But after one hearing, Randolph told reporters that Judge Pfaelzer "didn't seem to want to hear 'computer' and 'Mitnick' in the same sentence."
The court ultimately allowed Mitnick access to a laptop, but it was in a room for attorney-client meetings, and he was always monitored by someone from Randolph's office. And there was no modem or phone line.
In the meanwhile, Mitnick has been serving out a 14-month sentence for violating his probation in the Digital break-in and eight months for a 1995 North Carolina charge of possession of an unauthorized access device.
"Kevin's problem is that he has been convicted multiple times," said journalist Markoff. "Whatever you think of his crime, he has tripped the relevant federal guidelines. And the judge gave him a break before. Now he's before her again for another series of federal crimes."
Vartanian said the government was "foolishly paranoid" about her grandson, who calls her in Las Vegas every day -- collect.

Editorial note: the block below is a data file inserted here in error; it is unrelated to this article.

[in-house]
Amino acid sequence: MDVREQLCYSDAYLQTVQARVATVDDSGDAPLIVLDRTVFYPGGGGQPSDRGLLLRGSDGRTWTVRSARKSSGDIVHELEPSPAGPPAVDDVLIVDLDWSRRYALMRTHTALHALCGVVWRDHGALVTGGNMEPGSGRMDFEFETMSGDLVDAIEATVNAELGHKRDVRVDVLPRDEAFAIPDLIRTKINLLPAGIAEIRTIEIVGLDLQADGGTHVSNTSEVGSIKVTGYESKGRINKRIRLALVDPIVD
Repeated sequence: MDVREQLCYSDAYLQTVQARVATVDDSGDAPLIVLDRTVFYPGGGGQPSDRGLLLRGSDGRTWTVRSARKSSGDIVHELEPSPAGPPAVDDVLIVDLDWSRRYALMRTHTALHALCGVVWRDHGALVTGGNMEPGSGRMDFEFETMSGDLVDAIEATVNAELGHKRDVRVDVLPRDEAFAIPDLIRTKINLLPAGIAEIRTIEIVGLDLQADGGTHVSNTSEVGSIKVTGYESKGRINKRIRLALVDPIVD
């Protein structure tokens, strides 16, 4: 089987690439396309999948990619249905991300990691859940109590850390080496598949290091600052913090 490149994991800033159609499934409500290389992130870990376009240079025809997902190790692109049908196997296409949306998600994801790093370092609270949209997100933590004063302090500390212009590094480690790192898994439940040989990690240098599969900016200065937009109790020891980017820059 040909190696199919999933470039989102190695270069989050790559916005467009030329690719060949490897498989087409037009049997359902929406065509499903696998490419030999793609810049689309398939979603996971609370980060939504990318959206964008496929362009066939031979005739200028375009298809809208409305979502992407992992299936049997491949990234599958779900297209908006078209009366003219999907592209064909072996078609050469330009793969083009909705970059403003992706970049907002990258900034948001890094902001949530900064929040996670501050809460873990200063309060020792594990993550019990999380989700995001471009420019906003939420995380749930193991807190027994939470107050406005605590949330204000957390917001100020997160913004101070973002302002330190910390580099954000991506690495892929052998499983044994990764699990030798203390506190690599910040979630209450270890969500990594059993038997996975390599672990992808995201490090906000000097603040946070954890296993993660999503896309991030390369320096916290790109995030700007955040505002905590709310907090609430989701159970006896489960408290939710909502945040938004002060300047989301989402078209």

"I just feel if they would only permit him to get gainful employment in this field, he would be an asset to the community and to the youth who look up to him," Vartanian said. "I know he's gotten into some difficulties, but never to harm anybody."
Randolph said Mitnick has matured "significantly" and "would like somehow to be gainfully employed in computer security issues."
As to whether he can be trusted when he is freed, Randolph said, "How can you trust any ex-con? The answer is you have to be satisfied that he's been rehabilitated as to what he did wrong, and then you move on."
"He's been in a bad place for rehab the last couple of years," says Markoff. "But he's been such a symbol in society, maybe he'll find a situation where he can re-enter. There are a lot of people who want to support him, and that's a good thing. I hope Kevin gets his life together."